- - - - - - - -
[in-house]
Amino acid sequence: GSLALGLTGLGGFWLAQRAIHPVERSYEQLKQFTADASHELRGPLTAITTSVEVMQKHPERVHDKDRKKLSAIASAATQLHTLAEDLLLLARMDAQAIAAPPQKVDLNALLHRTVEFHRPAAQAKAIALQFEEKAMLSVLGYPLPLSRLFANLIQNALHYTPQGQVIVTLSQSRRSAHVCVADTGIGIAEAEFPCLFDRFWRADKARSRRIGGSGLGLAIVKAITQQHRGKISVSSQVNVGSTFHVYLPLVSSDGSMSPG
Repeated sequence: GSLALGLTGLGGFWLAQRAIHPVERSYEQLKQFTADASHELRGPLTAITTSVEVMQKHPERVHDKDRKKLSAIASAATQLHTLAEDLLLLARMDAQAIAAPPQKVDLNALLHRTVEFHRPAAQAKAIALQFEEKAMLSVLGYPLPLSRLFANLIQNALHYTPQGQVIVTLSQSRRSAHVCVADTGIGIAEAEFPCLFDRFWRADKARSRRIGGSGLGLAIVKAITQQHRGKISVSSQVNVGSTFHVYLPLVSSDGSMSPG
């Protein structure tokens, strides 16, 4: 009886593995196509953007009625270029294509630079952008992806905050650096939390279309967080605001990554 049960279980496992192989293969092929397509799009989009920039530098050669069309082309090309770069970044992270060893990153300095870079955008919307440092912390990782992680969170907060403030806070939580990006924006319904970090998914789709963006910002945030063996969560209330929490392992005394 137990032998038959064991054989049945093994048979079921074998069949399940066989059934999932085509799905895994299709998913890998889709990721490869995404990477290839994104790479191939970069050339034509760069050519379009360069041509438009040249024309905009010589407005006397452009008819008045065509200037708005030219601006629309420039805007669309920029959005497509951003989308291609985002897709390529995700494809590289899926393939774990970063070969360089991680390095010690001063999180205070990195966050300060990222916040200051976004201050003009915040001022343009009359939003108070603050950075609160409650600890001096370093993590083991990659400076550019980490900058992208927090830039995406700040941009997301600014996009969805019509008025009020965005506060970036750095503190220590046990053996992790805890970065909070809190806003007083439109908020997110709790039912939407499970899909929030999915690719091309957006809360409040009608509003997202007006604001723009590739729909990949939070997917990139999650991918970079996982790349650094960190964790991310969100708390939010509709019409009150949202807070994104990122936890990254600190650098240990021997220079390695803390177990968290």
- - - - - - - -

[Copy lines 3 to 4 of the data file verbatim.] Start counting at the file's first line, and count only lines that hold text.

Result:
Repeated sequence: GSLALGLTGLGGFWLAQRAIHPVERSYEQLKQFTADASHELRGPLTAITTSVEVMQKHPERVHDKDRKKLSAIASAATQLHTLAEDLLLLARMDAQAIAAPPQKVDLNALLHRTVEFHRPAAQAKAIALQFEEKAMLSVLGYPLPLSRLFANLIQNALHYTPQGQVIVTLSQSRRSAHVCVADTGIGIAEAEFPCLFDRFWRADKARSRRIGGSGLGLAIVKAITQQHRGKISVSSQVNVGSTFHVYLPLVSSDGSMSPG
């Protein structure tokens, strides 16, 4: 009886593995196509953007009625270029294509630079952008992806905050650096939390279309967080605001990554 049960279980496992192989293969092929397509799009989009920039530098050669069309082309090309770069970044992270060893990153300095870079955008919307440092912390990782992680969170907060403030806070939580990006924006319904970090998914789709963006910002945030063996969560209330929490392992005394 137990032998038959064991054989049945093994048979079921074998069949399940066989059934999932085509799905895994299709998913890998889709990721490869995404990477290839994104790479191939970069050339034509760069050519379009360069041509438009040249024309905009010589407005006397452009008819008045065509200037708005030219601006629309420039805007669309920029959005497509951003989308291609985002897709390529995700494809590289899926393939774990970063070969360089991680390095010690001063999180205070990195966050300060990222916040200051976004201050003009915040001022343009009359939003108070603050950075609160409650600890001096370093993590083991990659400076550019980490900058992208927090830039995406700040941009997301600014996009969805019509008025009020965005506060970036750095503190220590046990053996992790805890970065909070809190806003007083439109908020997110709790039912939407499970899909929030999915690719091309957006809360409040009608509003997202007006604001723009590739729909990949939070997917990139999650991918970079996982790349650094960190964790991310969100708390939010509709019409009150949202807070994104990122936890990254600190650098240990021997220079390695803390177990968290």